The animations show mass transfer from a He white dwarf (MWD=0.15M⊙) or O-Ne white dwarf (MWD=1.0M⊙) onto a 1.4M⊙ point-like neutron star. We use an improved version of Oil-on-Water technique to artificially separate the stellar body of the white dwarf (1·105 particles) and the atmosphere (3·105 particles). This allows us to model arbitrarily low mass transfer rates. The simulations are used to measure the amount of angular momentum lost during mass transfer.
The animations to demonstrate the stability of the code. First animation: A CO white dwarf (MWD=0.6M⊙) is orbiting a neutron star on an eccentric orbit which is wide enough so that no mass transfer occurs. Second animation: The same CO white dwarf is set on a tighter orbit so that very few particles get transferred per orbit. Third animation: An example of a system with a He donor from the main set of runs at wider separations (shorter stripe in Figure 7 in Bobrick et al, 2017). Even though less particles are transferred per orbit, the amount of specific angular momentum lost remains unchanged.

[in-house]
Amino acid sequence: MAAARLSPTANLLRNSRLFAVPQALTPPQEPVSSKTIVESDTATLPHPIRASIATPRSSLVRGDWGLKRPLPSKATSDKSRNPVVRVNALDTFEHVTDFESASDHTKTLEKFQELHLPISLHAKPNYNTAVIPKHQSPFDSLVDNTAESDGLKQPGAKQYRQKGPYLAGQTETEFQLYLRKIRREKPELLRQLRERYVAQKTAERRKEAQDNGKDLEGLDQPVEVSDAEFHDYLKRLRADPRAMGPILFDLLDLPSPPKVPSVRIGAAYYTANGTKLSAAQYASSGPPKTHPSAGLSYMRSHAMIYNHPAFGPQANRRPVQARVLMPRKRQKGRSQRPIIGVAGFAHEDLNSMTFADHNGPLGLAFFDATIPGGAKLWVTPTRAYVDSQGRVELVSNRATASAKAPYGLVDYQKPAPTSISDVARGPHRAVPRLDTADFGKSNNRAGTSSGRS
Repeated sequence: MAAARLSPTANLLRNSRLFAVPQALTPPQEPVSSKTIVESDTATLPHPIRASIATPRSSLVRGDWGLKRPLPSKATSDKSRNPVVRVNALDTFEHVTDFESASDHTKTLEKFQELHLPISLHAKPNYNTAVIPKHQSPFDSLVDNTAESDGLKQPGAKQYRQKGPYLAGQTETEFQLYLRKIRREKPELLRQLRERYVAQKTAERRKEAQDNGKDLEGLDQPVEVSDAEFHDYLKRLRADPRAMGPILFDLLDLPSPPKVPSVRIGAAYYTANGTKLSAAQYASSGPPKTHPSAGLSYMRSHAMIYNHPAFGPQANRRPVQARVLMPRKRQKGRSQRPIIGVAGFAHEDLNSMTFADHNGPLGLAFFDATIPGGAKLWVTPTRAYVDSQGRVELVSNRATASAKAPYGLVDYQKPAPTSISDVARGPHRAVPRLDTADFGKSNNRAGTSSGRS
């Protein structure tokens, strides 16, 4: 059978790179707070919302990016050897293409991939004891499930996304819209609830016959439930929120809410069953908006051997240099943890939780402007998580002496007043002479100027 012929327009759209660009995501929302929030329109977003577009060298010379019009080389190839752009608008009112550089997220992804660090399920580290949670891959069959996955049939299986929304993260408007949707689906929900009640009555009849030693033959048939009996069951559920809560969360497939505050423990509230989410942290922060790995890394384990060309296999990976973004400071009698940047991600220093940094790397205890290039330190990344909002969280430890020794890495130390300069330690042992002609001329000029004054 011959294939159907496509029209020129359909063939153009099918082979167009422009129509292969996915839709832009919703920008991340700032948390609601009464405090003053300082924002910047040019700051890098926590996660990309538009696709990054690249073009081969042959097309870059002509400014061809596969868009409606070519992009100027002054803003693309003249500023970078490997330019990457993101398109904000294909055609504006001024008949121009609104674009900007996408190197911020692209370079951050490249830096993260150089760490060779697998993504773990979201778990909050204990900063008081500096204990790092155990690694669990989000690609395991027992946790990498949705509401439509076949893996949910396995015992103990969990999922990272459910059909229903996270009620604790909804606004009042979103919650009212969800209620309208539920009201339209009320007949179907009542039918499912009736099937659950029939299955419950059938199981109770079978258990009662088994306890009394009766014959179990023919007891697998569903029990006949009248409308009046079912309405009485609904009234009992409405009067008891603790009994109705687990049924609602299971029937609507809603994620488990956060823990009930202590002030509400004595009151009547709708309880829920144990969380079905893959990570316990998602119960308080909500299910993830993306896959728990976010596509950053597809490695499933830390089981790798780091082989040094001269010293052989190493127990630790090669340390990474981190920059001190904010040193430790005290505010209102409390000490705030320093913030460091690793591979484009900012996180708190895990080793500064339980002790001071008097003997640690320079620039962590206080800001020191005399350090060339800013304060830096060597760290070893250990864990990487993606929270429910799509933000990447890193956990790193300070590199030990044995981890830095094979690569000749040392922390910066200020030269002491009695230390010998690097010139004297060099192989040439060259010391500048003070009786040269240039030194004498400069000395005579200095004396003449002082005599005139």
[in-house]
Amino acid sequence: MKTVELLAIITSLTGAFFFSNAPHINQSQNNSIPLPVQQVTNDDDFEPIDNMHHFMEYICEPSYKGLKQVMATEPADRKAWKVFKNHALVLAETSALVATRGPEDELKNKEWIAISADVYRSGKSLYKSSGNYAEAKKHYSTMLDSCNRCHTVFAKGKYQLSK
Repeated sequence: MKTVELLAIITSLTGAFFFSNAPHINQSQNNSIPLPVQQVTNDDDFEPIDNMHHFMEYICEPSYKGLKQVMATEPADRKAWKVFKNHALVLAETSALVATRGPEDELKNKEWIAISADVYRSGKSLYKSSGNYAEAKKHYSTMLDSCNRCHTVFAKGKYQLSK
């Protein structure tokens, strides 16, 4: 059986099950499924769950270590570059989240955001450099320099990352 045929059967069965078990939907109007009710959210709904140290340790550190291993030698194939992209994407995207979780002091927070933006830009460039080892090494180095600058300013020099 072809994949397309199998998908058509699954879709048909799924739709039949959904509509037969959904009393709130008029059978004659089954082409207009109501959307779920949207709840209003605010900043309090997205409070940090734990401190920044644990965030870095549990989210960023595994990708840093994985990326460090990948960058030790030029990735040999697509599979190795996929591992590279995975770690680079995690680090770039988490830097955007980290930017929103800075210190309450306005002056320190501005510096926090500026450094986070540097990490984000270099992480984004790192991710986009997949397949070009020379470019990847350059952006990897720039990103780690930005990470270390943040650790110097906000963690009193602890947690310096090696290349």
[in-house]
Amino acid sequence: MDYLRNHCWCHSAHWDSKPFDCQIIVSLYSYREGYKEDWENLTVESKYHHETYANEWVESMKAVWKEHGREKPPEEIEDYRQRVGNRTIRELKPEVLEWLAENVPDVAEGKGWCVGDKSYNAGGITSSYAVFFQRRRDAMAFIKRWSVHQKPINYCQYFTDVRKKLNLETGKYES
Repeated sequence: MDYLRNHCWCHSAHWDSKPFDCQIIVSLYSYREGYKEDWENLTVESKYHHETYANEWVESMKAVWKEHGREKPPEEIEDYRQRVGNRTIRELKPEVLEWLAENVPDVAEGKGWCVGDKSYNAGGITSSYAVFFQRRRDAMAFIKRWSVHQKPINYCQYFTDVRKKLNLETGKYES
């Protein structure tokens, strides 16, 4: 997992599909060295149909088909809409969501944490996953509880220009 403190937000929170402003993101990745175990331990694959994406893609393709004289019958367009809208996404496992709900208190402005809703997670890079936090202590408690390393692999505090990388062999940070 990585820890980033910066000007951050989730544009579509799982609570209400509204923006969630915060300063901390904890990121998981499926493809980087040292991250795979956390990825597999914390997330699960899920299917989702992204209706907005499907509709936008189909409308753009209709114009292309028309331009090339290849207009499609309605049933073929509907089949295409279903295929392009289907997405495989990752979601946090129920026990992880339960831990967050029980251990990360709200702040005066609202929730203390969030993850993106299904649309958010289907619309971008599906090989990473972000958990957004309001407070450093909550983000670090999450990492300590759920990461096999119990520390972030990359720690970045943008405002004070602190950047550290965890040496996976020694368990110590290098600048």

Mass transfer in white dwarf-black hole binaries, visualisations for Church et al. (2017)
These animations have been made with our latest Oil-on-Water code to support the conclusions of Church et al. 2017. First animation: 16.8 M⊙ black hole in a circular binary with a 0.6 M⊙ white dwarf, SPH resolution is 400 000 particles. Second animation: The same binary in x'-z plane in a corotating reference frame. The angular momentum loss efficiency measured in these simulations is consistent with the one based on the model from Bobrick et al. 2017.